-Byron Hayes - Exclaim!

The jazz section in your local record store these days could really make due with just two sections: “Albums J.P. Carter Plays On”, and “Other”. Which is a roundabout way of saying that I’m a big fan of the Vancouver’s trumpet player’s deranged dialectic of slow, flowing beautiful jazz lines and unhinged, guitar pedal-driven skree. I’ve seen him charm supper club audiences with smooth bebop lines, and I’ve seen him melt faces off with a Proco Rat at illegal art galleries. While both are great on their own, it’s most interesting when he seamlessly blends the two seemingly contradictory sounds. That curiously perfect mix is in abundance on the Inhabitants latest Drip Audio disc, A Vacant Lot.

From a haunting down-tempo start with the first two tracks, the band slowly builds into “Over It Begin”: a hellishly noisy psychedelic nighmare that moves into lithe and punchy funk grooves, underneath trippy delayed trumpet weirdness. The album then takes another breather for some softer sounds before kicking it into overdrive again on “Let Youth Be Served”, finally bringing it back down to earth with the quiet and beautiful album-closer “Pacific Central”.

A kick ass album, possibly the best I’ve heard from Vancouver’s relentlessly superb free-improv scene. I picture Miles Davis in heaven talking to some sundry god or angel: “Motherfuckers can play.”.

-Gordon B. Isnor - Left Hip Magazine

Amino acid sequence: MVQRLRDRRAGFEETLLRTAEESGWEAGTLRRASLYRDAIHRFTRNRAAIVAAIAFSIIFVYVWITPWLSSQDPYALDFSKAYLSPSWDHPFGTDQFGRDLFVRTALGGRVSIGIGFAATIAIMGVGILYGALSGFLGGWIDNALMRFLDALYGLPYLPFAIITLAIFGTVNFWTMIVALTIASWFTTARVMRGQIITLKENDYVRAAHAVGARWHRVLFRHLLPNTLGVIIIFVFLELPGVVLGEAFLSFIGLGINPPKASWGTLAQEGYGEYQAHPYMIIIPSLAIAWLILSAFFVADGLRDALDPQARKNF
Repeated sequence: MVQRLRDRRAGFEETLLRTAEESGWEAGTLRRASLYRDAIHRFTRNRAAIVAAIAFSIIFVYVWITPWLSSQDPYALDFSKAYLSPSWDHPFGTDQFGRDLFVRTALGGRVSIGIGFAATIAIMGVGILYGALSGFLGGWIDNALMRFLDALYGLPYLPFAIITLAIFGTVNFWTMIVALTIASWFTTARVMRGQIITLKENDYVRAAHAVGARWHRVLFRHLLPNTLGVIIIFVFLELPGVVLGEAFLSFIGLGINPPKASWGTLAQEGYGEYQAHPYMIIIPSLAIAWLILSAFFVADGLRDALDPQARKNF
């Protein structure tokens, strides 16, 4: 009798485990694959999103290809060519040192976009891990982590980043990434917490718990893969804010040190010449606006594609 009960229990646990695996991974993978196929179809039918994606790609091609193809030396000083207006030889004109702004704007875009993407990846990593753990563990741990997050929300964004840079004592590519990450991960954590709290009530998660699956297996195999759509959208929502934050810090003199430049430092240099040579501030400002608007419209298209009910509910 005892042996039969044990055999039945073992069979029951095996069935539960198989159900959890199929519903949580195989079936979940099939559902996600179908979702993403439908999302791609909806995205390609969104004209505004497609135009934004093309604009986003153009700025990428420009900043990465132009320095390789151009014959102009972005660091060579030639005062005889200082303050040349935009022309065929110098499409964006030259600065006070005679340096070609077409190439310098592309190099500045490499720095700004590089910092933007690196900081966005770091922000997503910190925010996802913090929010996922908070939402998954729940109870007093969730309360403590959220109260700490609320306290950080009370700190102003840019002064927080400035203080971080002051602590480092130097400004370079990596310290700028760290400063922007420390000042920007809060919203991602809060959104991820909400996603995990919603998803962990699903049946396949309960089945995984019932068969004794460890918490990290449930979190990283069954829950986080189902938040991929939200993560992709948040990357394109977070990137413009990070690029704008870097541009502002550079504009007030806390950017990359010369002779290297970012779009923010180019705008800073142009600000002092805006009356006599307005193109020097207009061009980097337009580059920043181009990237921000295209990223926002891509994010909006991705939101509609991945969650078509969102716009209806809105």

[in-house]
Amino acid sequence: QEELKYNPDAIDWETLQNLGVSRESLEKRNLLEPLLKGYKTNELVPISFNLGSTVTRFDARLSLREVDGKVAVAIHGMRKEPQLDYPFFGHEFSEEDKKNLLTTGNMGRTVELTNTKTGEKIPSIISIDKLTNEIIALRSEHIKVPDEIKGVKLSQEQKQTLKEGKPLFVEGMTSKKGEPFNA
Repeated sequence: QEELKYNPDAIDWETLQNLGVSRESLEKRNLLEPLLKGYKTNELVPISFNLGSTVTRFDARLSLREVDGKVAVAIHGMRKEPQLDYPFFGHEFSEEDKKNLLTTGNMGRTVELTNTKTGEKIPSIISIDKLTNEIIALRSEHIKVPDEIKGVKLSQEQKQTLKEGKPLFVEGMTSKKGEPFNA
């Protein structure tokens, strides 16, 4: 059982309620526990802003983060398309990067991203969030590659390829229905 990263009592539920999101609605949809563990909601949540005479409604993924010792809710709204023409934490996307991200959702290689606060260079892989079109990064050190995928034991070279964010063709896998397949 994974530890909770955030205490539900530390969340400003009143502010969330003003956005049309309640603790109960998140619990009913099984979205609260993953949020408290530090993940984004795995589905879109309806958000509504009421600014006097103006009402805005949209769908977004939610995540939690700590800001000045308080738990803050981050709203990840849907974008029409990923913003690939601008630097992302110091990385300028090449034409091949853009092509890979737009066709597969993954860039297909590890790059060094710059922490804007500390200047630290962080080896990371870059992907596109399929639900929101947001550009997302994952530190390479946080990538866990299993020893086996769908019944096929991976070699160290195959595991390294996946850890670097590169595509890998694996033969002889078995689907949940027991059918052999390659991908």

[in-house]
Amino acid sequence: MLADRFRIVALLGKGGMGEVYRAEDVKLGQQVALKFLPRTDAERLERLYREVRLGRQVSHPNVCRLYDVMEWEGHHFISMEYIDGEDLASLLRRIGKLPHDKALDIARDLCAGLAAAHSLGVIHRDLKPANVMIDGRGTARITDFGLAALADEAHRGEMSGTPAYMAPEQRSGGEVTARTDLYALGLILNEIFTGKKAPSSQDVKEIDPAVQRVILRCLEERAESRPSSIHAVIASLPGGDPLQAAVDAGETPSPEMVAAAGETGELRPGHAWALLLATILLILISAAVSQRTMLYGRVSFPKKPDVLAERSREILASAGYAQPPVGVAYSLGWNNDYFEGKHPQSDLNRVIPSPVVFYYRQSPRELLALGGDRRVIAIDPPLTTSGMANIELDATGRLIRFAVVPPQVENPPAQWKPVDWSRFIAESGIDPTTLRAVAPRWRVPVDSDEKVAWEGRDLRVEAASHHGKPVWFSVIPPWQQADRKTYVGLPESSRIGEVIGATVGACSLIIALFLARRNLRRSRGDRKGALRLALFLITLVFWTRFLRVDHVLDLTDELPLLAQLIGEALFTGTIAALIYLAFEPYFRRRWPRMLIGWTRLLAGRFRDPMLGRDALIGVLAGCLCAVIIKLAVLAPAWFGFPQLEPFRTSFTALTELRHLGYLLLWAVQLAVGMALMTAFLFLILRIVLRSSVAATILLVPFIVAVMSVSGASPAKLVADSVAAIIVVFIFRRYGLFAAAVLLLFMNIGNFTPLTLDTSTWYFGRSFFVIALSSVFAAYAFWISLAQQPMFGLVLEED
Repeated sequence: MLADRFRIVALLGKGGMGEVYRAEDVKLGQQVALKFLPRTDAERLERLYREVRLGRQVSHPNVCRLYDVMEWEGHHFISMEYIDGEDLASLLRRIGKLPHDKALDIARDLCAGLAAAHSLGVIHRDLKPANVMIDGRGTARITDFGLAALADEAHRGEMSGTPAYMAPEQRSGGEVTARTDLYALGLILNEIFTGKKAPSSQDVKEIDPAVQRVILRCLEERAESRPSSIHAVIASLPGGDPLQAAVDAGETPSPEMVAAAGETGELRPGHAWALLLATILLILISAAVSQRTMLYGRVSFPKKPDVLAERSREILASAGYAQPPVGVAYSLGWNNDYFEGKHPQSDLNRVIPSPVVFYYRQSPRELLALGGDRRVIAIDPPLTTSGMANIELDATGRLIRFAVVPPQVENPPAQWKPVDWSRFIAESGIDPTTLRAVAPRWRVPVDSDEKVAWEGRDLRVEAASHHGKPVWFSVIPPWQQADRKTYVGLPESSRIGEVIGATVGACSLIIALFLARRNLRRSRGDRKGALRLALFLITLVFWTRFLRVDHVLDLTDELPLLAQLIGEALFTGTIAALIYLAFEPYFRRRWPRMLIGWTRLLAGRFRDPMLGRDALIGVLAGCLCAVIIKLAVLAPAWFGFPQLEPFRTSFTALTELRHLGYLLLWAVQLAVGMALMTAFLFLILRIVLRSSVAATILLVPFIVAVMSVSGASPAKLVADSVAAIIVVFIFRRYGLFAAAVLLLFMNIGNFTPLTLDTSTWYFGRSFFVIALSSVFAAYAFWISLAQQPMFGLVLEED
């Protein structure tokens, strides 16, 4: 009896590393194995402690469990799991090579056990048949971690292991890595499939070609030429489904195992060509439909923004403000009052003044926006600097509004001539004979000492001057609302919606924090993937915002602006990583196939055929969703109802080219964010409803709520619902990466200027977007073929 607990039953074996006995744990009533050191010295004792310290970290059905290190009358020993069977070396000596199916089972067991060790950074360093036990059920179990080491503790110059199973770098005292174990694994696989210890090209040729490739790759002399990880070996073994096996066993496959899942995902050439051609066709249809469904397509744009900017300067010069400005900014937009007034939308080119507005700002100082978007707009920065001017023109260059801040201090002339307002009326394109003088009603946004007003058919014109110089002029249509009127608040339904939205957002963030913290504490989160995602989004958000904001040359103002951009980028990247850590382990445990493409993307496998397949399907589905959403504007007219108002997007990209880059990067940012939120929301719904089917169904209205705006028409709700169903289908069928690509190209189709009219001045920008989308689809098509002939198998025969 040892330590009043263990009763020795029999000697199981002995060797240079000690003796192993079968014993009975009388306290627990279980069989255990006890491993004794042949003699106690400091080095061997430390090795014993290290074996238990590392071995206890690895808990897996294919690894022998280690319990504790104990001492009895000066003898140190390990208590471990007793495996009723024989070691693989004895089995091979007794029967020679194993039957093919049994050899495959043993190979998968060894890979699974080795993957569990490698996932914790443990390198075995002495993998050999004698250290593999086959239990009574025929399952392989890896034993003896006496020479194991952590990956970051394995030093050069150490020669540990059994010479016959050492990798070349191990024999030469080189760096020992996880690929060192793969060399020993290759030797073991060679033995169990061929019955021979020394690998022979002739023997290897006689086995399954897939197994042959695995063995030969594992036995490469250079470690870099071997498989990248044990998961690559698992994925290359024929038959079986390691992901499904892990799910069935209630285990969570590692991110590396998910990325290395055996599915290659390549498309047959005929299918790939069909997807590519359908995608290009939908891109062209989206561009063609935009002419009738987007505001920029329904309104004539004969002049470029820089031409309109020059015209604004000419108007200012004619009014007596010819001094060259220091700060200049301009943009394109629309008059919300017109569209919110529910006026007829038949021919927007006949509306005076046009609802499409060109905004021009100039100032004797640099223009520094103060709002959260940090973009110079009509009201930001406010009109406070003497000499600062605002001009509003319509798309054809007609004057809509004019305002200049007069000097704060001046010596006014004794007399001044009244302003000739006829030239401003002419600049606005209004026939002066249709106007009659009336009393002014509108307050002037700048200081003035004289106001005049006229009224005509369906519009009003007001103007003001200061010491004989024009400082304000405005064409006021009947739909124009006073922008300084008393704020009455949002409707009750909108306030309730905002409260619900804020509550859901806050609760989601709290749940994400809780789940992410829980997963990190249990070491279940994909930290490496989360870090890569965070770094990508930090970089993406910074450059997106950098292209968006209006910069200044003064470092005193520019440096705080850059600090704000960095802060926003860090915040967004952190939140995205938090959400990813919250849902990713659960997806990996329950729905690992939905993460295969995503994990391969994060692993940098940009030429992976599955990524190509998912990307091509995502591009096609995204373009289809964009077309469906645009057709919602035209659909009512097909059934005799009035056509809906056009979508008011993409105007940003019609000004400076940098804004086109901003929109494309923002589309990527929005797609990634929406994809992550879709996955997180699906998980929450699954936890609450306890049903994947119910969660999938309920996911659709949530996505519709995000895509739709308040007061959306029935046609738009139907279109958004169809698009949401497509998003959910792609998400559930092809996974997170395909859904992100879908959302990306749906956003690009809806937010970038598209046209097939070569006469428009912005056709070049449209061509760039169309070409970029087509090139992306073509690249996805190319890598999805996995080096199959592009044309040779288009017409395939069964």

Not that Inhabitants' 2005 self-titled debut was overly well-mannered, but the follow-up, The Furniture Moves Underneath, is also a whole other story. The Vancouver-based quartet (trumpeter Carter, guitarist Dave Sikula, bassist Pete Schmitt, drummer Brooks) dramatically extends its reach beyond jazz with a sonic adventurousness that pulls psychedelia, prog, and noise into its orbit. The band prefers to leave the labeling behind and approach its music sans genre preconceptions, and the material's open-ended integration of multiple forms bears this out. The opening piece, “Kurt's Dirt,” blazes out of the gate in a freeform meltdown of psychedelic guitar and flailing drums, leaving little doubt that the band is hunting different prey this time around. But the album's moods and styles are wide-ranging: “The Rancher” layers episodes of freeform noise from Carter and Sikula over a stuttering funk rhythm base, while the calm and tranquil ballad “A Part of You” shows the group can execute delicate jazz interplay as well as anyone. Inhabitants channels the sound and spirit of Bill Frisell's early quartet when Sikula and Brooks indulge in some trademark Frisell twang and Joey Baron freestyle during “Sad Friend” (even the song's theme is Frisell-like) and the atmospheric “Phototropism.” “Drop Descender” isn't quite a dirge though it is ponderous and ruminative in design, and the atmospheric restraint exhibited by the players makes for a strong album finish. The track isn't wholly subdued, though, as its slow-burn eventually culminates in a fiery climax before dropping to a whisper. In contrast to Pearls Before Swine, The Furniture Moves Underneath is a perfectly-timed forty-seven minutes—more than enough for the material to establish itself but not so much that it wears out its welcome. The smaller group configuration also works better, with the quartet format allowing each player room enough to freely maneuver without crowding one another; the interplay also proves more satisfying when each musician's contributions can be attended to.